LINX does require a surgical procedure and is associated with potential risks, contraindications and life style modifications.  For more information on LINX, including a statement of risks, please visit www.linxforlife.com.

LINX was approved by the FDA in 2012 and is the only available medical device shown to be safe and effective for the treatment of gastroesophageal reflux disease (GERD).

 

Dr. Gillian may be reached in his office at the Virginia Heartburn and Hernia Institute, 703 372 2280 or via the Heartburn Center at Virginia Hospital Center at 703 717 4373.

Heartburn| Is it a heart related disease?

Heartburn: Is is a heart related disease?

Health experts from US Preventive Services Task Force released a guideline indicating that a low-dose of aspirin can help people in their 50s to reduce the risk of heart-related diseases.

The updated set of recommendations aim to add new information on the use of aspirin for preventive measures against certain types of heart diseases and cancer. The last published recommendation by the task force was released in 2009. It detailed that low-aspirin can help men aged 45 to 79 and aged 55 to 79 for women.

“In this recommendation, we try to provide additional guidance about who is most likely to achieve benefits from aspirin. We think for people taking aspirin to prevent cardiovascular disease, there is an additional benefit for colorectal cancer protection. We’re not recommending you take aspirin for colorectal cancer if you’re not at high risk for cardiovascular disease,” explained Dr. Doug Owens, a member of the task force and a professor of medicine at Stanford University.

Heart-related diseases include high blood pressure and high cholesterol. But what about heartburn?

Is heartburn a heart-related disease?

Heartburn is a burning sensation around the lower chest. It occurs due to acidic digestive juices that are washed back into the esophagus. Common causes of heartburn include bad eating habits such as overeating, hurried eating, not chewing the food well; excessive intake of oily foods, spicy foods, citrus fruits, chocolates, mints, and tomato products; smoking; being overweight; alcohol, coffee, and tea intake; tight clothing around the abdomen; lying down, bending over, squatting, and carrying heavy objects right after eating; weakened muscle that controls the opening of the lower end of the esophagus; and even pregnancy.

Common heartburn symptoms include burning sensation in the upper abdomen that moves up into the chest and sometimes up to the throat, belching, bitter or sour taste in the mouth, wheezing or choking sensation when asleep, discolored teeth, and chronic cough. It is important to pinpoint the cause of the symptoms because these symptoms can also be associated with heart and gastrointestinal problems.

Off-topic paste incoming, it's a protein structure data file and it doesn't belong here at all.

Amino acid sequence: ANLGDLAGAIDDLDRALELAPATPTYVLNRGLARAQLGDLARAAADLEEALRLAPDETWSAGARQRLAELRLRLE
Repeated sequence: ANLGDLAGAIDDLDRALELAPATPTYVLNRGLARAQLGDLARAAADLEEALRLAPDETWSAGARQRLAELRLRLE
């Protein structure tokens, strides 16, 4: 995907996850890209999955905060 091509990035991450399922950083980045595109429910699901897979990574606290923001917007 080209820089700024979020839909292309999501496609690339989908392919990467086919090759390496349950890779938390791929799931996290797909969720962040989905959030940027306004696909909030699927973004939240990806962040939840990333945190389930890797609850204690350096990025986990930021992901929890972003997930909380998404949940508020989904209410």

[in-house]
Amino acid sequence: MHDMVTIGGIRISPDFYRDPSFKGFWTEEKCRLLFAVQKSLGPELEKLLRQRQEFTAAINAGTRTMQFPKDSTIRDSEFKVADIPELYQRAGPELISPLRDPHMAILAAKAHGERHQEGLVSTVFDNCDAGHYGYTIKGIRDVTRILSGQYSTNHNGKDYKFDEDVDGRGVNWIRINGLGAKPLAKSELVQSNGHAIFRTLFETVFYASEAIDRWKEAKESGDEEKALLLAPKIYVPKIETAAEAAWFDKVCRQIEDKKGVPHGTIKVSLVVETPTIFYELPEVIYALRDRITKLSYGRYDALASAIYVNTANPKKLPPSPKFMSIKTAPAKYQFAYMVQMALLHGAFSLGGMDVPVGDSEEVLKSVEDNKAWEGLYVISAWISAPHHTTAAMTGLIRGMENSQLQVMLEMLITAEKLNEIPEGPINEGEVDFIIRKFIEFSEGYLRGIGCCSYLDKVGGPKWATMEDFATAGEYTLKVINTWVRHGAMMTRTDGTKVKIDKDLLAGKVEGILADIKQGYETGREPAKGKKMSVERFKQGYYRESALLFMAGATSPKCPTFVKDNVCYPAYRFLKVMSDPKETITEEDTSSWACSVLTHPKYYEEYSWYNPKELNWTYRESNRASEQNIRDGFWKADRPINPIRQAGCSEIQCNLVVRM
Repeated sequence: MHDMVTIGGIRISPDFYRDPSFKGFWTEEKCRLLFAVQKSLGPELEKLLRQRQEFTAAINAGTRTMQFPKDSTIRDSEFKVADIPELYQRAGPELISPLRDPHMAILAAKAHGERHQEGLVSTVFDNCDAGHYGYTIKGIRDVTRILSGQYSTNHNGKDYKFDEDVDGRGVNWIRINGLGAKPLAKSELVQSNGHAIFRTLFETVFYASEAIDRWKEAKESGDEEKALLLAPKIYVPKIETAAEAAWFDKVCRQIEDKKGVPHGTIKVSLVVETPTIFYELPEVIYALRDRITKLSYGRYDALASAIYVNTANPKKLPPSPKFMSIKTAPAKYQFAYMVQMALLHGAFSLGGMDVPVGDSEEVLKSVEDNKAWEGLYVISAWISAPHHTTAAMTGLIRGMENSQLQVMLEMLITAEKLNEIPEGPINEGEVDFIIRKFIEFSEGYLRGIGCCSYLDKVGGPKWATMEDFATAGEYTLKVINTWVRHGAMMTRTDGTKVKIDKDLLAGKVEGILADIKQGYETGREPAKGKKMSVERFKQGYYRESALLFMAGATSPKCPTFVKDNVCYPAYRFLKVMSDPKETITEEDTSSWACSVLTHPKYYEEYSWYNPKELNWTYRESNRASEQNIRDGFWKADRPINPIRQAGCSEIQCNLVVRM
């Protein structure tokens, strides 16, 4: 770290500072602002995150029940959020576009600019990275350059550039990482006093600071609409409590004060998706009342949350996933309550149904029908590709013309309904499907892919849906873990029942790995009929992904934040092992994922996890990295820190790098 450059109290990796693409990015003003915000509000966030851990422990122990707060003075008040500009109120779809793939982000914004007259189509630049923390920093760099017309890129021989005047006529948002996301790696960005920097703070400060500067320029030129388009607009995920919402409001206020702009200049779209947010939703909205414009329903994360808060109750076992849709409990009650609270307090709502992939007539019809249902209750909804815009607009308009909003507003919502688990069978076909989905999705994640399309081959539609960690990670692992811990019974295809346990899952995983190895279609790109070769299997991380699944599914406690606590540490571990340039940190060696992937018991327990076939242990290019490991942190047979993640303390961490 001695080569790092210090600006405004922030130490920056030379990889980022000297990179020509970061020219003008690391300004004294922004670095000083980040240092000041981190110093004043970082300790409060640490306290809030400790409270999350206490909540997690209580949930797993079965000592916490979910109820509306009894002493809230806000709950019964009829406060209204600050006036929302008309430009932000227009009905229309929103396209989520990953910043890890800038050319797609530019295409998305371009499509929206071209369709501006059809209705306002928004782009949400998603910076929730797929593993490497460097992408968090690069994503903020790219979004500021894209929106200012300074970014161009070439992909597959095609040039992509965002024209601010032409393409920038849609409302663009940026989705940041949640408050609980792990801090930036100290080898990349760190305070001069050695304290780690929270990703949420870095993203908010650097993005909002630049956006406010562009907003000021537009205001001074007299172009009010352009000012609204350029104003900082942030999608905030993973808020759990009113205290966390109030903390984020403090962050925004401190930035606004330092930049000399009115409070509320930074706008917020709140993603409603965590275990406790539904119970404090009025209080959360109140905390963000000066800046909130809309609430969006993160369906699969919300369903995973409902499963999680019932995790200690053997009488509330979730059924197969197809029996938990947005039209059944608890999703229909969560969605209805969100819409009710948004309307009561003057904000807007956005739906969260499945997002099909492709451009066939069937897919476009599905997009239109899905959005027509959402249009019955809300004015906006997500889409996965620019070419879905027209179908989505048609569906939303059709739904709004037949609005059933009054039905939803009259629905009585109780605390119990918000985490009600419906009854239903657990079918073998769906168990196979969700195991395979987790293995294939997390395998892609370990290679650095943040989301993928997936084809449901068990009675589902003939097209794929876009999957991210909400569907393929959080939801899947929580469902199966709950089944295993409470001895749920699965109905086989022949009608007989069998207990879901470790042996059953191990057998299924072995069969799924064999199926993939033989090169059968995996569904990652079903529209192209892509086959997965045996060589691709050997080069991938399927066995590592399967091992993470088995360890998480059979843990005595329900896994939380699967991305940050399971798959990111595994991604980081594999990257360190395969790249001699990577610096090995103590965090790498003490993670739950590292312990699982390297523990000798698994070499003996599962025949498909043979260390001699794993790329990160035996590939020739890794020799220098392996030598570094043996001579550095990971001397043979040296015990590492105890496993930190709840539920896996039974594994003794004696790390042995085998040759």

There is no cure for heartburn but actions can be taken to alleviate the condition and lessen the risk. You may take antacids, but do take note that antacids can have side effects. You may also improve eating habits and reduce intake of foods that causes heartburn such as chocolates, oily foods, spicy foods, mints, tomato products, among others. Reducing weight and living an active lifestyle is also recommended. Quit smoking and learn how to manage stress properly. Avoid wearing tight clothing that squeezes the abdomen. Avoid lying or bending down immediately after eating. Lastly, elevate your upper body when sleeping.

If the condition still grows worse, it is best to consult your doctor.

Adrenal Glands

Adrenal Gland Functions

The Adrenal Glands sit above  our kidneys  and are responsible for some very complicated processes in our body. They contain cells that secrete a variety of hormones that participate in the auto regulation of many functions in our body.  Adrenal hormones and by products control our blood pressure, sex hormones, stress hormones,how we metabolize sugars and help control how our circadian rhythms work. The substances that are manufactured and releases by these glands are involved in much of what keeps us alive and makes us who we we are. When abnormalities or tumors affect these glands they can have profound effects on how we feel and function.  Fortunately we have two glands and if one has to be removed for various reasons the second is more than capable of handling all the duties.

Adrenal Gland Surgery

Adrenal surgery is complicated and requires a significant amount  of  surgical experience to minimize risks and to  provide the best outcomes.  These glands can be removed by either traditional open surgery or laparoscopic surgery.  The benefit of laparoscopic adrenalectomy is that it can accomplish all the goals of open surgery with the benefit of decreased pain and a reduced recovery time in experienced hands.

There are various reasons why a patient will need their an adrenal gland removed.  Sometimes the gland is secreting too much of a hormone  and it is creating problems for the patient with respect to metabolism, blood pressure or sexual function.  There may be a mass or adenoma that is hyper-functional or worrisome for malignancy.  Every case is unique and requires special management and coordination between the surgeon, the endocrinologist and the anesthesia staff.

Dr. Gillian is experienced in this type of surgery and would be happy to review your particular case with you or your doctor.

GERD| Study finds LINX should be first line of therapy

GERD| Study finds LINX should be first line of therapy